Language pertaining to the USDA AFRI program can be found on pages 7-9 of the Division A report that accompanies the omnibus bill and in the Appropriations Committee summary of the Agriculture section of the bill.

Additional funding information may be found in the table on page 37 of the report.


The omnibus bill provides the Agriculture and Food Research Initiative (AFRI) with a total budget of $400 million, a $25 million increase over currently enacted funding. There is no report language pertaining specifically to AFRI. The funding level can be found in the table on page 8 of the report.
 

DEPARTMENT OF ENERGY OFFICE OF SCIENCE


Please note: Language pertaining to the DOE Office of Science can be found on pages 78-80 of the Division D report that accompanies the omnibus bill and in the Appropriations Committee summary of the Energy & Water section of the bill. Be aware that page number references correspond to PDF pages of the report and not page number labels in the document, which are discontinuous.

Additional funding information may be found in the table on pages 94-95 of the report.


The omnibus bill provides the Office of Science (DOE SC) with a total budget of $6.26 billion, approximately $867 million above currently enacted funding. There are a few additional items that may be of interest to the members of FASEB societies:

Advanced Scientific Computing: The omnibus includes $810 million for advanced scientific computing research, $163 million above currently enacted funding (Report, Division D, p. 94).

Basic Energy Sciences: The omnibus includes approximately $2.09 billion for basic energy sciences (BES), approximately $218 million above currently enacted levels. Funds in this account support DOE facilities, including the five BES high-energy light sources (Report, Division D, p. 94).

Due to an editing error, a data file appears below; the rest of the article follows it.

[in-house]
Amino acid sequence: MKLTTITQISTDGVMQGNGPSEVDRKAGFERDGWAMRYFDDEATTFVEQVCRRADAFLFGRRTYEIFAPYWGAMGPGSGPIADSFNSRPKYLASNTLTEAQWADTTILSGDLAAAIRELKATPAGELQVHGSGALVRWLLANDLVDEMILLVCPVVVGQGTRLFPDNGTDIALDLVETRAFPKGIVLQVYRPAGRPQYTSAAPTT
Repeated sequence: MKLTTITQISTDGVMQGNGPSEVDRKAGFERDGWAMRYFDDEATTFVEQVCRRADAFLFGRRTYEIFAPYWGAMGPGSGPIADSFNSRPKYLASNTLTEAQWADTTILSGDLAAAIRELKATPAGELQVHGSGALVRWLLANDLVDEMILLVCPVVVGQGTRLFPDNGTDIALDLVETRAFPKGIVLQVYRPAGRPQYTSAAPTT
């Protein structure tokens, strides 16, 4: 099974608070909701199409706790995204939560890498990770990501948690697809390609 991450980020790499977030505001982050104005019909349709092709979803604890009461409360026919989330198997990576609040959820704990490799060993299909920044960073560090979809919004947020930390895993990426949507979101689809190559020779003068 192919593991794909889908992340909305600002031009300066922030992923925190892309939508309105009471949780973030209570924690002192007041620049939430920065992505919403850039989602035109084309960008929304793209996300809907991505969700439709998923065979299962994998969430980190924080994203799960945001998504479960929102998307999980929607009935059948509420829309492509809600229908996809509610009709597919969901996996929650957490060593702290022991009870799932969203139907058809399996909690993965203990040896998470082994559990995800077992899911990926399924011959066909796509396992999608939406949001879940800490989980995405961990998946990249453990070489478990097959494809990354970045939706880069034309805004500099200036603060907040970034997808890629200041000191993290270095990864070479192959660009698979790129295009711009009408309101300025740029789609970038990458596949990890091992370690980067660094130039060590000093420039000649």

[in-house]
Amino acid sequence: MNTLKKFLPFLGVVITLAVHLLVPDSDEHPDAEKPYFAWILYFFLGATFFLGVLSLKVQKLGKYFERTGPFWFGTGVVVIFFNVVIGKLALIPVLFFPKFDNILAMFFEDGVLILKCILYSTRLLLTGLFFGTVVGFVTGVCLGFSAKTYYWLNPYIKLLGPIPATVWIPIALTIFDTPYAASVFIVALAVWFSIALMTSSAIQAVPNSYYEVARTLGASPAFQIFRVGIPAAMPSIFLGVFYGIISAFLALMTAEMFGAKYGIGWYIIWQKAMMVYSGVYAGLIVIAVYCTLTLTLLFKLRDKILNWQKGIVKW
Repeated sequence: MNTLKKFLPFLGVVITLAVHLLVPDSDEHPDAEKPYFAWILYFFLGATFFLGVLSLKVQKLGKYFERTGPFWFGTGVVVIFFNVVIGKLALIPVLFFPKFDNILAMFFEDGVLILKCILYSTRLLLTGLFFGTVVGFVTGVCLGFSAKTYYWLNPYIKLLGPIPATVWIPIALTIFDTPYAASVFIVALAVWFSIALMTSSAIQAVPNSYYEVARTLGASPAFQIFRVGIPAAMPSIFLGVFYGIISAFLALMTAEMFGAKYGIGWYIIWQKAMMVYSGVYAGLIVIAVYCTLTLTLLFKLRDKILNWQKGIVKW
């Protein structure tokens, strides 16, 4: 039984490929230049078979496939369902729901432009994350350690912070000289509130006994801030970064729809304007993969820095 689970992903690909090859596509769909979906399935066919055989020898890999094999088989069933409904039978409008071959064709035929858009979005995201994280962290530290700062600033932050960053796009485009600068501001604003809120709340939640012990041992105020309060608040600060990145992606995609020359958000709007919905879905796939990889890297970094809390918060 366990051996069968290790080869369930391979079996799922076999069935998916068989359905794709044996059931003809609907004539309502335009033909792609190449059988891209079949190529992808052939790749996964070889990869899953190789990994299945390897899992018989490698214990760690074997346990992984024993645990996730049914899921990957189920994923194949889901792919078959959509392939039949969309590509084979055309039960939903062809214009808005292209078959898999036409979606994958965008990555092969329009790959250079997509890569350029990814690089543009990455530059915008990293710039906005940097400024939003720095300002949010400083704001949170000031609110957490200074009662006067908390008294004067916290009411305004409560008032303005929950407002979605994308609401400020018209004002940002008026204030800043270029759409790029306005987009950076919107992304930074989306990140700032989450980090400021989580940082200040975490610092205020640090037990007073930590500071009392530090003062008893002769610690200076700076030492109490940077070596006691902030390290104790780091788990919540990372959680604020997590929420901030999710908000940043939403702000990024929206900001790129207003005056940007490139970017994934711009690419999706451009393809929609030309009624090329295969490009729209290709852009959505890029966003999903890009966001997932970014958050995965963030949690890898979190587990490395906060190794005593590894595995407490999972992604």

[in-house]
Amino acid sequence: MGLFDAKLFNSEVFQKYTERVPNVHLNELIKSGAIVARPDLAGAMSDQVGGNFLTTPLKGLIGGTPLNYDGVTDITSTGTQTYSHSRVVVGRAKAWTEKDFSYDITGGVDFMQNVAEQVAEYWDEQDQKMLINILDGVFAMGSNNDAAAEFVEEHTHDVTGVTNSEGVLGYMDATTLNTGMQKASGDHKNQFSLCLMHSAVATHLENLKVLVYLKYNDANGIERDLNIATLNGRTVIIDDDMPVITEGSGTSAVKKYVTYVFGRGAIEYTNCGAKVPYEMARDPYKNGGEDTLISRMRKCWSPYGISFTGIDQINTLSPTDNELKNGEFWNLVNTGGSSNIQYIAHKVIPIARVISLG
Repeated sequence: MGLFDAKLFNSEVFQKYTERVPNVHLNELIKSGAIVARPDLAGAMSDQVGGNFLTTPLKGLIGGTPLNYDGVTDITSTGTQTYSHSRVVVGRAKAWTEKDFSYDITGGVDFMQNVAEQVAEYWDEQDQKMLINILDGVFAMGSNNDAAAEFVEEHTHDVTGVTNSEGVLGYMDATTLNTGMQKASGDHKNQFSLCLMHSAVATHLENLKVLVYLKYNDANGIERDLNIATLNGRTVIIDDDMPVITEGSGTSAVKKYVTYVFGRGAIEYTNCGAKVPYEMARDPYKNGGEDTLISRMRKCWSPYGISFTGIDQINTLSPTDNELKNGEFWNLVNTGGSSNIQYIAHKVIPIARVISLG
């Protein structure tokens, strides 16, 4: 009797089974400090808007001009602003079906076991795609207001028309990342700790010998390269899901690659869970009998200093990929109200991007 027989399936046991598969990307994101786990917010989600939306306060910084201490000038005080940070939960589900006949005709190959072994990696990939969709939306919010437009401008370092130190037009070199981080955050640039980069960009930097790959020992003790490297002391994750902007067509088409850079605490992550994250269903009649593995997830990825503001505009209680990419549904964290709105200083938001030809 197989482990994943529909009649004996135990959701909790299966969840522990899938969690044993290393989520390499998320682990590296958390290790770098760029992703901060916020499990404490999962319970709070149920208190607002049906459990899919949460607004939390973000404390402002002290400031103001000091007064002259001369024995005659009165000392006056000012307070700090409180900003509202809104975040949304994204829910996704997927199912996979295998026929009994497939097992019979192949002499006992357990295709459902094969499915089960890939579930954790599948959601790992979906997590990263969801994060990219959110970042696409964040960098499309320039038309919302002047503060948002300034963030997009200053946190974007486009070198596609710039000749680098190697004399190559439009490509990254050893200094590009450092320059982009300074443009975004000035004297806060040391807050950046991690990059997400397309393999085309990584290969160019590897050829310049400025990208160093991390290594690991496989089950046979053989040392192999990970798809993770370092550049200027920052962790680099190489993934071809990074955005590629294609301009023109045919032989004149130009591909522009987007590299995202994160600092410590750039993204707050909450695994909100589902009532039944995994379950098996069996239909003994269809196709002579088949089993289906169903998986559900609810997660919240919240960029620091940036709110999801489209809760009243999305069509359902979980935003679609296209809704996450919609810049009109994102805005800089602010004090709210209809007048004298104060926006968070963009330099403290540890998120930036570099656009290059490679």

Biological and Environmental Research: The omnibus includes $673 million for biological and environmental research (BER), $61 million above currently enacted funding. The report also states that “the Department is directed to maintain Genomic Science as a top priority” (Report, Division D, p. 79, 94).
 

VETERANS ADMINISTRATION


Language pertaining to the VA Medical and Prosthetic Research Program can be found on page 1145 of the bill text and pages 27-28 of the Division J explanatory statement and in the Appropriations Committee summary of the Military Construction/Veterans Affairs section of the bill.

The omnibus bill provides the VA research program with a total budget of $722 million, a $47 million increase over currently enacted funding.

Research on Gender-Appropriate Prosthetics –Notes that the bill text includes provisions to ensure that the Secretary allocates adequate funding for research on gender-appropriate prosthetics and toxic exposures. (Explanatory Statement, Division J, p. 27)

Restrictions on Canine Research – Sec. 254 prohibits the use of canines in VA research unless: the scientific objectives of the study can only be met by using canines; the study has been directly approved by the Secretary; and the study is consistent with the revised VA canine research policy document released in December 2017. (Explanatory Statement, Division J, pgs. 45-46)

Prepared by FASEB Office of Public Affairs. Contact Jennifer Zeitzer (jzeitzer@faseb.org) or Benjamin Krinsky (bkrinsky@faseb.org) for additional information.